The phenomenon of 'eye-shine' is seen in a variety of animal species, and is generally thought to be related to the presence of an intraocular reflecting structure, the tapetum lucidum. The tapetum lucidum is a biologic reflector system that is a common feature in the eyes of vertebrates. It normally functions to provide the light-sensitive retinal cells with a second opportunity for photon-photoreceptor stimulation, thereby enhancing visual sensitivity at low light levels. The tapetum lucidum is presented here according to a classification based on the location, as well as the composition, of this reflective layer. Finally, the physical and chemical properties, as well as the origins of the different tapeta lucida, are discussed and compared.
The anatomic and biochemical aspects of the tapetum lucidum in various vertebrates are examined. Morphologic observations were made from paraffin and plastic embedded specimens. Specimens were treated with traditional stains and observed by light and transmission electron microscopy.
Some species (primates, squirrels, birds, red kangaroo and pig) do not have this structure and they usually are diurnal animals. In vertebrates, the tapetum lucidum exhibits diverse structure, organization and composition. Therefore, the retinal tapetum (teleosts, crocodilians, marsupials, fruit bat), the choroidal guanine tapetum (elasmobranchs), the choroidal tapetum cellulosum (carnivores, rodents, cetacea), and the choroidal tapetum fibrosum (cow, sheep, goat, horse) are described.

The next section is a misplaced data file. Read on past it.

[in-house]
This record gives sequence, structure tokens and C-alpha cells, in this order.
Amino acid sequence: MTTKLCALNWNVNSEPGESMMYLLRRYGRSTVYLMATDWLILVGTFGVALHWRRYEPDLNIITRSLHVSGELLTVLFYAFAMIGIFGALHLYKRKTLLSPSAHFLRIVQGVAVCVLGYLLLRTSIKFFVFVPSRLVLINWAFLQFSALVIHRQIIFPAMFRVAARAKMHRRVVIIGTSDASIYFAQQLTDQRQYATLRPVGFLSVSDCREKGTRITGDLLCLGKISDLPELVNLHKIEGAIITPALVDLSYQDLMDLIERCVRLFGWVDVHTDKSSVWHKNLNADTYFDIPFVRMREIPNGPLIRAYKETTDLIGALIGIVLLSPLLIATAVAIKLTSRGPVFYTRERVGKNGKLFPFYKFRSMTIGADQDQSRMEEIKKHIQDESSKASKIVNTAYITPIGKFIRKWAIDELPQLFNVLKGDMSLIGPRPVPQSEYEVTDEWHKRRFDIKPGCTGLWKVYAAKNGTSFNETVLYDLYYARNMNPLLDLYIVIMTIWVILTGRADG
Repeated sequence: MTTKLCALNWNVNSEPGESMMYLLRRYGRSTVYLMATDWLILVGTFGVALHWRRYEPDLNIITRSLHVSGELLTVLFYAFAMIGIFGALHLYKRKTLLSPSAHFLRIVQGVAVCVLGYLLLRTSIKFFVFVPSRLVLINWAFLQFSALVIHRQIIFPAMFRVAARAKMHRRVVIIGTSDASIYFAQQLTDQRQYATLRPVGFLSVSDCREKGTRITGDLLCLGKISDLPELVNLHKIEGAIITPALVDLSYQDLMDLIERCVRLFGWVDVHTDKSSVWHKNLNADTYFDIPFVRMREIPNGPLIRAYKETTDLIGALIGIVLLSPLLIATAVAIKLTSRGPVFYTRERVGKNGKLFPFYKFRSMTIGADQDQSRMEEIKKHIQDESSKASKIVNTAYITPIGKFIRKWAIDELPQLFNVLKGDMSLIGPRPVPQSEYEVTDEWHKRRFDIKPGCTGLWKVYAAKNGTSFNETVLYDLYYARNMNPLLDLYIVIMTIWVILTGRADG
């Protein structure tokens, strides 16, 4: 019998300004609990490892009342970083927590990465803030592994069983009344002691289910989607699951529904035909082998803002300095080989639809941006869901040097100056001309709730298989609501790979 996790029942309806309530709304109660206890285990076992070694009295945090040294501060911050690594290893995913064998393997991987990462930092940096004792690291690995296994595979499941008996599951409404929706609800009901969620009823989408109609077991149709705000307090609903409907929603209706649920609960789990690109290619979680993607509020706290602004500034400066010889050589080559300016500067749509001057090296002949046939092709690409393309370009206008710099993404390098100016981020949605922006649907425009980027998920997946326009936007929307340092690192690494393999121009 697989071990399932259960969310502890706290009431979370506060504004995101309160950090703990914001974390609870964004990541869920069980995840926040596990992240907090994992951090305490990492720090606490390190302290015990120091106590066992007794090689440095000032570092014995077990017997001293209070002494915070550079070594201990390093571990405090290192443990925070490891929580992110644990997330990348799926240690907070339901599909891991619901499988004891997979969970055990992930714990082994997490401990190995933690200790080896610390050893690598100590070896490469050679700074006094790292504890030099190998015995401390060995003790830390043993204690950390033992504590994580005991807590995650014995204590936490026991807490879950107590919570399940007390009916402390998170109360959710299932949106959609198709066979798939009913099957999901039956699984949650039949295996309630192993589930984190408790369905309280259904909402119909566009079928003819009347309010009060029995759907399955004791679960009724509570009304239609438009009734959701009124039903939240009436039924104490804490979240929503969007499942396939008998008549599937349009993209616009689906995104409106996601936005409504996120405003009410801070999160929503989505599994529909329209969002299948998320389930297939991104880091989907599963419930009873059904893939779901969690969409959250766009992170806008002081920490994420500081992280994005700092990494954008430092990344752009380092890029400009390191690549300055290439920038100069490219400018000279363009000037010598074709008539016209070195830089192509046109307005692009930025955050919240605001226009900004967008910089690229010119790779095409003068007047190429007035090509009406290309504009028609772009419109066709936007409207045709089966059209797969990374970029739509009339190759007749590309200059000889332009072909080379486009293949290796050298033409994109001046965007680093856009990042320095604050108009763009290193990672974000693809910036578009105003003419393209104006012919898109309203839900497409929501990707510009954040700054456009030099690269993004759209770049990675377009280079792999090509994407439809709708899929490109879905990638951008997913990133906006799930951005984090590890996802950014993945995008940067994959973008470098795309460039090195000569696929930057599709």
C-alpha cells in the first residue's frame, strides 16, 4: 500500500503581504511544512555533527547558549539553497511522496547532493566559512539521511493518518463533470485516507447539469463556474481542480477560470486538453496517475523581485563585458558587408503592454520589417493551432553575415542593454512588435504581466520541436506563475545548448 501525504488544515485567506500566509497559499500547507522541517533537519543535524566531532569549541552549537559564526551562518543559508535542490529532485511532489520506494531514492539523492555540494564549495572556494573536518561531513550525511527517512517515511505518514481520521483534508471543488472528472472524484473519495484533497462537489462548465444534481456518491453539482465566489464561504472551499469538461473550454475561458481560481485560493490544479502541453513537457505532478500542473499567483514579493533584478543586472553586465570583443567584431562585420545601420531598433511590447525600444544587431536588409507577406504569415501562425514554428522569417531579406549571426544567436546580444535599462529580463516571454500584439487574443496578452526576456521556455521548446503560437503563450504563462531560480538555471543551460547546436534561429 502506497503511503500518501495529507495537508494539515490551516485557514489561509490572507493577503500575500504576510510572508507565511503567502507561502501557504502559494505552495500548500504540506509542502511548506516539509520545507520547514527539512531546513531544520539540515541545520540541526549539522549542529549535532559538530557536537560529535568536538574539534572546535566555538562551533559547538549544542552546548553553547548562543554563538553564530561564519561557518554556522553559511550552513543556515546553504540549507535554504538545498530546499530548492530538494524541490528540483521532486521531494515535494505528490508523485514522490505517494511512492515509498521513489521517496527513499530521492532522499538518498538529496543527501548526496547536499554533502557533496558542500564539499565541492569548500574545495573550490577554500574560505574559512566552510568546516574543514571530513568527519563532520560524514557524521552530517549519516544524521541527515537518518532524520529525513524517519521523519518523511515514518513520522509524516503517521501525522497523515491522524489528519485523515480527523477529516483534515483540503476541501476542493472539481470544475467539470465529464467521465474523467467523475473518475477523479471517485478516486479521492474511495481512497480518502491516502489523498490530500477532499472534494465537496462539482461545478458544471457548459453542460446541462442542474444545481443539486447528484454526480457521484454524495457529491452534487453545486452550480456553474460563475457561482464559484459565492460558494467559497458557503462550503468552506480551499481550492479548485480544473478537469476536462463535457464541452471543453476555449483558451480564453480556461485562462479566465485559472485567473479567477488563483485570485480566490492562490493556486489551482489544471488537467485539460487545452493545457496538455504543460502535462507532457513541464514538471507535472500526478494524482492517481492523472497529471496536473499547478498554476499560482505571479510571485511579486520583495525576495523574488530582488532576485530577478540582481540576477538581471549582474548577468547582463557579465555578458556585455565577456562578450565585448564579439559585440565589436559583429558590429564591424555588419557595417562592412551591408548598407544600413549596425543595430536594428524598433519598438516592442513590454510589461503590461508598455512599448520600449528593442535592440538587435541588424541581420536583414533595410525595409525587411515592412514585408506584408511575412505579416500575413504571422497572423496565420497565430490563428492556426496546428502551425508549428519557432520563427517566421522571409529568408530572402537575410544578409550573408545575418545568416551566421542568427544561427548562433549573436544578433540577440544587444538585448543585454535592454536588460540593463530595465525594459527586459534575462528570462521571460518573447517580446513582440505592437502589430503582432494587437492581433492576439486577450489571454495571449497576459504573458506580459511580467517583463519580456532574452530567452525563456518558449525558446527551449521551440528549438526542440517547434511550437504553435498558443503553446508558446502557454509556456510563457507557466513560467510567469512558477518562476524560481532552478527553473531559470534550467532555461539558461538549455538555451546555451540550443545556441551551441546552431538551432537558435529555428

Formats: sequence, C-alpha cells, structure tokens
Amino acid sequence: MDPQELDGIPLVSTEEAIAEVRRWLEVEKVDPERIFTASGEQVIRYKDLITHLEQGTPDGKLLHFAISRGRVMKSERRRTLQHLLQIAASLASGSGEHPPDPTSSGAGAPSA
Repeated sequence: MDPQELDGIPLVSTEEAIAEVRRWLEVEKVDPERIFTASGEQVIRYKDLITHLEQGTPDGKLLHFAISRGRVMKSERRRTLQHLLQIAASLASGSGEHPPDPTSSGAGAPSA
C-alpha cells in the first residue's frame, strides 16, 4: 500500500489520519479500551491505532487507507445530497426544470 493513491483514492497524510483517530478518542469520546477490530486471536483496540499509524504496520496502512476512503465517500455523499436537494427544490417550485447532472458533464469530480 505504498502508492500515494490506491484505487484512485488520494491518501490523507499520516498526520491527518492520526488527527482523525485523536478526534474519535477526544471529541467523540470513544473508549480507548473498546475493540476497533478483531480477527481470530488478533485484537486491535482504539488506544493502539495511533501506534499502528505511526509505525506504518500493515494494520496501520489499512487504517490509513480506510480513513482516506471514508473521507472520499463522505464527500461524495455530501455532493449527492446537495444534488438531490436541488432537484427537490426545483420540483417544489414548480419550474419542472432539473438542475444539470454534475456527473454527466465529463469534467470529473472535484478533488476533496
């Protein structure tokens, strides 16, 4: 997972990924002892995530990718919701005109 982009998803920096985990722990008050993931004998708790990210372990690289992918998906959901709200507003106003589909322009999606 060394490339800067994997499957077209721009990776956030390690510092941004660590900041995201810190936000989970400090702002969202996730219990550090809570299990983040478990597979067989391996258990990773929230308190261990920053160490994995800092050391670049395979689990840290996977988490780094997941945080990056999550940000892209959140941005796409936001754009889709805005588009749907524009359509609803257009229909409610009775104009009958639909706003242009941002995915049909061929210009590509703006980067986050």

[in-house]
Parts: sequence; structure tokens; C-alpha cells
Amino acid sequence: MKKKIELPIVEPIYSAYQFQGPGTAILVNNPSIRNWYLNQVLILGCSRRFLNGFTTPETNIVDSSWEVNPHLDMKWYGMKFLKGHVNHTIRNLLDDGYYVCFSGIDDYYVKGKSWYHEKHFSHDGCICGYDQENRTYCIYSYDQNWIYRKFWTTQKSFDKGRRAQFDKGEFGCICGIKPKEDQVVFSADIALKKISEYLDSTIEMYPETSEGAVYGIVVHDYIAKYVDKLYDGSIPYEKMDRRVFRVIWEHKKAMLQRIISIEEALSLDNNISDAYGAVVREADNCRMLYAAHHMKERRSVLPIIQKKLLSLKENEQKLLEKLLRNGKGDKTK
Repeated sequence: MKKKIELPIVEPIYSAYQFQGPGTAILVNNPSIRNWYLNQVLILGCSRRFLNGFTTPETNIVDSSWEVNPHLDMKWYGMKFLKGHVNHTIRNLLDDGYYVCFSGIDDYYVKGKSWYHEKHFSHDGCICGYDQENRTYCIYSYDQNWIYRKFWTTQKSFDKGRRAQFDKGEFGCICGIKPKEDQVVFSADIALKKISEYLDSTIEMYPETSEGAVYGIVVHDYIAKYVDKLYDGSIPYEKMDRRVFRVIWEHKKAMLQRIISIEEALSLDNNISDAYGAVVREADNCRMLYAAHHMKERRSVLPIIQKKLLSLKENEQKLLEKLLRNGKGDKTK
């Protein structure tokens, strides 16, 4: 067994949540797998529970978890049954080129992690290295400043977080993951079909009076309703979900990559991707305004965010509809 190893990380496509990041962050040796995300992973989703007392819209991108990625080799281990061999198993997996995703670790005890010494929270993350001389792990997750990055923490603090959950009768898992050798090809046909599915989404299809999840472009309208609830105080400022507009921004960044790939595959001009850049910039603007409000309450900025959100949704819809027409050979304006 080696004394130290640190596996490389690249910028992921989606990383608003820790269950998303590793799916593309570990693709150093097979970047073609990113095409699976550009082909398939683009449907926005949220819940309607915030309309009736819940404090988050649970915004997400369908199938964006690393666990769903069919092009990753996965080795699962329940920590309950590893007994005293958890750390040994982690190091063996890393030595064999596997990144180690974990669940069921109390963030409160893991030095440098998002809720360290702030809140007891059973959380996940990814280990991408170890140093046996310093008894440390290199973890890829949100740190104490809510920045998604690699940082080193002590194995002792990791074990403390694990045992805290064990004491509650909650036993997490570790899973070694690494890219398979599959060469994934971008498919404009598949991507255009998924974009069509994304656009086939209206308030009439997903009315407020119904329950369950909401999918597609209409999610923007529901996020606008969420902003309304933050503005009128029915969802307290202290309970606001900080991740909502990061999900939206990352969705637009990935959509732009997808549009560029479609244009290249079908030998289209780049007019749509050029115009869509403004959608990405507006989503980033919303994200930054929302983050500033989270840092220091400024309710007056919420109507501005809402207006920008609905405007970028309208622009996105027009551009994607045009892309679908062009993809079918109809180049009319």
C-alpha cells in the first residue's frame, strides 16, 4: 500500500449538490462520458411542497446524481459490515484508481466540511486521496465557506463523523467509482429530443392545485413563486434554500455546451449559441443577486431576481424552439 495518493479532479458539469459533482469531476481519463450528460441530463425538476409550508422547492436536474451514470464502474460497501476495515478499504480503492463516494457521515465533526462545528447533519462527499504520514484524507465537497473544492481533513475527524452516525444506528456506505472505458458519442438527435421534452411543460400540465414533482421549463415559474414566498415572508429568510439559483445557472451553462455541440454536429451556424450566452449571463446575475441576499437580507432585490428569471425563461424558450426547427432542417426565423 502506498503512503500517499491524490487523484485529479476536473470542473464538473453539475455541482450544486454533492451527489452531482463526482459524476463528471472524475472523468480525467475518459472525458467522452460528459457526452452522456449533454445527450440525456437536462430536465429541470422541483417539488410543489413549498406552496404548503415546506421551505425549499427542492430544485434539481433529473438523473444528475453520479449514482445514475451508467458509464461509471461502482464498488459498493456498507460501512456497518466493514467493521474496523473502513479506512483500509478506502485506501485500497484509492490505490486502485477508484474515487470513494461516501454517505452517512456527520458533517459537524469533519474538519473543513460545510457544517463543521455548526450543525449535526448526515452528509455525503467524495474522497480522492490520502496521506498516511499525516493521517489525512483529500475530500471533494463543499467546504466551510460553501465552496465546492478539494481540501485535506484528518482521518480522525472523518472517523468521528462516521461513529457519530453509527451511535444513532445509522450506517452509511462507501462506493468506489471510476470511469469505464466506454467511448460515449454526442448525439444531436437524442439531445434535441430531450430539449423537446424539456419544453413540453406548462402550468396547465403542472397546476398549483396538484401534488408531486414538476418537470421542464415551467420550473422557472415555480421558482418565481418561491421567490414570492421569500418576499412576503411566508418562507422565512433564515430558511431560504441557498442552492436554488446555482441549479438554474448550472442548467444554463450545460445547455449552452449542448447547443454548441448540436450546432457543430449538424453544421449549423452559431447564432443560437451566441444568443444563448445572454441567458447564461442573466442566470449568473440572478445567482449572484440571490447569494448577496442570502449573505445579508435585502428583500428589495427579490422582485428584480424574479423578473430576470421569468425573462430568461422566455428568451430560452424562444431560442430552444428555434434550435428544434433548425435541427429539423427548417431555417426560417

The tapetum lucidum represents a remarkable example of neural cell and tissue specialization as an adaptation to a dim light environment and, despite these differences, all tapetal variants act to increase retinal sensitivity by reflecting light back through the photoreceptor layer. These variations regarding both its location and structure, as well as the choice of reflective material, may represent selective visual adaptations associated with their feeding behavior, in response to the use of specific wavelengths and amount of reflectance required.
Eyes that glow in the pitch-black night make for many a scary tale. But why do some animals' eyes glow at night?
"A lot of the animals we see, especially the ones that go out at night, have a special, reflective surface right behind their retinas," says Dr. Cynthia Powell, a veterinary ophthalmologist at Colorado State University. That light-reflecting surface, called the tapetum lucidum, helps animals see better in the dark. So perhaps what we are seeing with Sasquatch eye shine is a larger reflection due to the animals larger skull and occipital region which allows for a larger light reflection.
Eye shine is seen quite at night, what have you seen? Anything peculiar? Let us know in the comments below or email us. We'd love to hear from you.
By Chuck Geveshausen
Founder, Sasquatch Syndicate Inc.